Readers would never know that, while there are plenty of strident Bell haters (and they are part of this story), the small-o orthodox opposition to his liberal brand of evangelicalism can be found in a wide variety of seminaries and pulpits. Like I said, it only takes a few clicks to find perfectly sane Christian apologists to answer Bell.

But that is not what this PR piece is about. Preach!

Going to hear a pastor preach on a Sunday afternoon is considered an act of piety. But when that pastor is Bell and he's speaking in the heart of the Bible Belt, it's subversive. Bell, who made the cover of Time magazine, is an outlaw in the evangelical world. He was cast out of that kingdom in 2011 after he questioned the existence of hell in his New York Times best-selling book, "Love Wins."
Bell is still in the business of making audacious moves. He was in Atlanta as part of his "Bible Belt Tour" to promote his new book, "What Is the Bible." He has ventured into the belly of the beast -- speaking in some of the reddest and most patriotic states in the United States -- to deliver a risky message.
He's telling audiences that a person should read the Bible "literately," not "literally;" that people who talk the most about the Bible often know it the least; and to the 81% of white evangelicals who voted for President Donald Trump, he declares: You voted for a leader who has "zero moral compass."

In the midst of that, the editors toss in a sub-headline that states, "Learn why Bell was condemned by evangelical leaders." It takes readers to a Time piece that, well, pretty much takes the same hagiography approach to Bell's work. If you are looking for diverse sources of information on this man, that's not going to help.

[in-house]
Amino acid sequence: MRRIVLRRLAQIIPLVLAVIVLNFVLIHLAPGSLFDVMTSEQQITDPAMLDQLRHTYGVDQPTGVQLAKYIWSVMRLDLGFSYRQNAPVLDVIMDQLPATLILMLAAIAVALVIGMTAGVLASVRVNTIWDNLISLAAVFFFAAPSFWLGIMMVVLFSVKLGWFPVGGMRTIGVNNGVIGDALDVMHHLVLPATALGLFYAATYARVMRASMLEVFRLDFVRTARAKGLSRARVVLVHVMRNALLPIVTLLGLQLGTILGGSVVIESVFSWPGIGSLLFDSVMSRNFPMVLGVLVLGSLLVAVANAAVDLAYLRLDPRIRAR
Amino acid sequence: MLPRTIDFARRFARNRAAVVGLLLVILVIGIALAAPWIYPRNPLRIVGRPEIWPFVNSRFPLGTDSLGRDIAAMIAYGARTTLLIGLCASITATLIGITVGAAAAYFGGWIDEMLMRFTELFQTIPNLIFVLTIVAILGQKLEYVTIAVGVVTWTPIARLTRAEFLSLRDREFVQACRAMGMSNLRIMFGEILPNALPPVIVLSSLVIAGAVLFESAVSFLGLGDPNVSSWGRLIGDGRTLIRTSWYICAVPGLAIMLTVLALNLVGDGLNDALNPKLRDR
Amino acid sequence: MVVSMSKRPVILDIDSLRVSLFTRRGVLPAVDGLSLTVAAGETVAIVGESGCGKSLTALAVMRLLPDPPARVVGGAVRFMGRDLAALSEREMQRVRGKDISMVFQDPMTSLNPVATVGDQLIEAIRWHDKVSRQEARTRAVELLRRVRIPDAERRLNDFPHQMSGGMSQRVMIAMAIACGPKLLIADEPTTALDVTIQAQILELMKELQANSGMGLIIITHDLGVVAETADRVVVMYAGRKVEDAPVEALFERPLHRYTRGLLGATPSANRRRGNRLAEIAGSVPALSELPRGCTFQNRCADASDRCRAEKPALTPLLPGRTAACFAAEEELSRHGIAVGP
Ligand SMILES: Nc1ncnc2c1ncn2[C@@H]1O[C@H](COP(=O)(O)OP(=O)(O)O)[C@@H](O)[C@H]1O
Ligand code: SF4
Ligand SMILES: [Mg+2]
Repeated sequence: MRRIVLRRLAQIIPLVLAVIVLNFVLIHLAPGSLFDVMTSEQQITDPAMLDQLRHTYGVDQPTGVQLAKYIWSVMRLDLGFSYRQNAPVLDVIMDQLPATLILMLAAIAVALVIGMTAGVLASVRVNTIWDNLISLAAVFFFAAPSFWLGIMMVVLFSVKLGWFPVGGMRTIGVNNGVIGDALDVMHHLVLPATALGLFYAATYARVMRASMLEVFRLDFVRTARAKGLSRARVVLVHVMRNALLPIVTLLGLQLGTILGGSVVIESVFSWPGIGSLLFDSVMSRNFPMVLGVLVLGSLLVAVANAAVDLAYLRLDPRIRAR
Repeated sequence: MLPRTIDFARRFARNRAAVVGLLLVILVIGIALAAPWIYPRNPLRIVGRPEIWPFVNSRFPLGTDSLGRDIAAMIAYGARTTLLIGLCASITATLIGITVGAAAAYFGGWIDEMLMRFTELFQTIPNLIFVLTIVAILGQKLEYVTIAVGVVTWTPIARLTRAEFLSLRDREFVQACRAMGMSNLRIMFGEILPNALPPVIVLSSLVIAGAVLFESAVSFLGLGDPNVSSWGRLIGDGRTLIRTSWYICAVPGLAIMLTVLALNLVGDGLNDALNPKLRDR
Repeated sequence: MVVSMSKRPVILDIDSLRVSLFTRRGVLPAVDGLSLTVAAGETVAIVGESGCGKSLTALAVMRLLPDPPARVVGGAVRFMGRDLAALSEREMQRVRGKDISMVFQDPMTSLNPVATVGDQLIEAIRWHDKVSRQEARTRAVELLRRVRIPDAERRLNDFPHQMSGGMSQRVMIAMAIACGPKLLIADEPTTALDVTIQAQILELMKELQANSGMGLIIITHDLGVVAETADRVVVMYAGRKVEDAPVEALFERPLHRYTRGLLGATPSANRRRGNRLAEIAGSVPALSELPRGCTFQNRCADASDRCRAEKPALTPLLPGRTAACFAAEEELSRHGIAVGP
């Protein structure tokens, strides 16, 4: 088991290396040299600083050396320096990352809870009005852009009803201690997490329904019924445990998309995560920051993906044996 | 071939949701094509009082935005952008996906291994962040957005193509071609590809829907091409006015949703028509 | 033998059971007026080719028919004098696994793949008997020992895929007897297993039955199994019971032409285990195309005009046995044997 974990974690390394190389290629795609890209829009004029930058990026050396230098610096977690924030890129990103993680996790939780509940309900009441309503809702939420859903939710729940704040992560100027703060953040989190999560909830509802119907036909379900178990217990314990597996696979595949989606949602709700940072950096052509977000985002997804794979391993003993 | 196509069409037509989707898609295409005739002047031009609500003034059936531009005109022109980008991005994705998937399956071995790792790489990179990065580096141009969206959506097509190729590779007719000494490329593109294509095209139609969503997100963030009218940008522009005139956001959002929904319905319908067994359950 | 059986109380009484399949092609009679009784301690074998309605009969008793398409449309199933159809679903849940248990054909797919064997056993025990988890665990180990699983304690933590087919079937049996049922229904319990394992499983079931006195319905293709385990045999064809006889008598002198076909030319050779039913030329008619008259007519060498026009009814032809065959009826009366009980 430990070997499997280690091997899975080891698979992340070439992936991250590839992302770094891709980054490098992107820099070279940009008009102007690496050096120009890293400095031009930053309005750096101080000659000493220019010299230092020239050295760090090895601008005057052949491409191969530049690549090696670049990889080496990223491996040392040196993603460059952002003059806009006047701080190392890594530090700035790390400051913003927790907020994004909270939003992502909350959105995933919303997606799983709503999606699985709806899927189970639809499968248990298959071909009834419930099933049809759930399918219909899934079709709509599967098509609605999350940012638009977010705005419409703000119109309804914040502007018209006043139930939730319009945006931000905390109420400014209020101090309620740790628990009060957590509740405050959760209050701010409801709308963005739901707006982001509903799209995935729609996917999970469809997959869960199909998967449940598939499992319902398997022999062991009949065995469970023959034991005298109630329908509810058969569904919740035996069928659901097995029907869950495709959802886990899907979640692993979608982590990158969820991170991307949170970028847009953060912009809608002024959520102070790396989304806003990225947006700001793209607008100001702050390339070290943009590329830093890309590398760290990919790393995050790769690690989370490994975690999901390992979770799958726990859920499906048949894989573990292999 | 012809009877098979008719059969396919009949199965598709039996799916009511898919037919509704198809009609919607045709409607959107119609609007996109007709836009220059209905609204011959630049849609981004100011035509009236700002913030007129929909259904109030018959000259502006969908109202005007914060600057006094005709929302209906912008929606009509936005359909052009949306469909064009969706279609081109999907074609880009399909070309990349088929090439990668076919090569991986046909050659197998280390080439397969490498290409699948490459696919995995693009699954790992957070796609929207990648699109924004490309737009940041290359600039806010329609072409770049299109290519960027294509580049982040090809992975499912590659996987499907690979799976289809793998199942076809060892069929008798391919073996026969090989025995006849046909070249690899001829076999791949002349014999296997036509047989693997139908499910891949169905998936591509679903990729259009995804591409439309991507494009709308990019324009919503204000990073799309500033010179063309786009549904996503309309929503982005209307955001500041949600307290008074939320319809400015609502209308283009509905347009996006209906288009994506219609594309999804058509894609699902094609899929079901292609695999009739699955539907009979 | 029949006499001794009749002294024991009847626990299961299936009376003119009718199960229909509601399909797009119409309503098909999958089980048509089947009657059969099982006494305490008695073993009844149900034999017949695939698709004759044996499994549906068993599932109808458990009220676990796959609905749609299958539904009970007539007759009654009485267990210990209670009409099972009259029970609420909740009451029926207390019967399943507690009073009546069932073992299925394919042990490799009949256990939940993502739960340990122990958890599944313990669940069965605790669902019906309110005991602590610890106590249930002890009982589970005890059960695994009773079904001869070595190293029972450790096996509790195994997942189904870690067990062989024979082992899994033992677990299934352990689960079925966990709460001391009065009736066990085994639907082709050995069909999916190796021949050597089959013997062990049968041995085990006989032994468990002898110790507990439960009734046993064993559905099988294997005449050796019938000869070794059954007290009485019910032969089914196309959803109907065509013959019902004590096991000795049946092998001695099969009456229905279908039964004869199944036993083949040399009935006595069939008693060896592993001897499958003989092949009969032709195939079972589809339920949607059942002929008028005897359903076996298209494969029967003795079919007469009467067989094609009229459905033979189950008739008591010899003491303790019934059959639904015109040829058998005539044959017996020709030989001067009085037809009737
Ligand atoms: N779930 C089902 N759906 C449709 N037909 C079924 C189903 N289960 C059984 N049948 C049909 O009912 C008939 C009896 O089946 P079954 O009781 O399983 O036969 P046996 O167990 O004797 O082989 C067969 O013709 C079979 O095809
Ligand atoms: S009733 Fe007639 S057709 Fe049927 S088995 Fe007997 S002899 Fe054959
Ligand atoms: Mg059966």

This long, long piece contains all kinds of valid questions, but never allows anyone but Bell to discuss 2,000 years of Christian teachings (yes, one would need to listen to people in a variety of traditions to find the common themes) that provide other answers. And, yes, there are Protestant and Catholic voices on the doctrinal left that would back him. That's important, too.

Here is an example of the happy-clappy PR techniques used throughout.

Doubt is part of the biblical narrative, [Bell] said, quoting Jesus' cry on the cross: "My God, My God, why has thou forsaken me?"
"The Bible is as much about the absence of God than the presence of God," he said.
Do you belong to a church that says women cannot be priests or pastors?
Bad move, Bell said.
Any church that does so betrays the example of Jesus, who treated women as equals. Women in Jesus' times couldn't even testify as witnesses in court.
"Yet all the gospels have women as the first witnesses to Jesus' resurrection," he said.
How did Bell's audience react to his pronouncements?
Cheers and more cheers. It was as if they were hungry for his message. Some turned and looked at one another with an "I can't believe he said that" expression, but most were with him the entire night.

Sigh. This is so, so, old news. And it would have been so easy to have found articulate, solid voices all along this Bible Belt Bell tour to provide readers with other points of view in this important debate.

Why make that effort?

Well, there is this: #JournalismMatters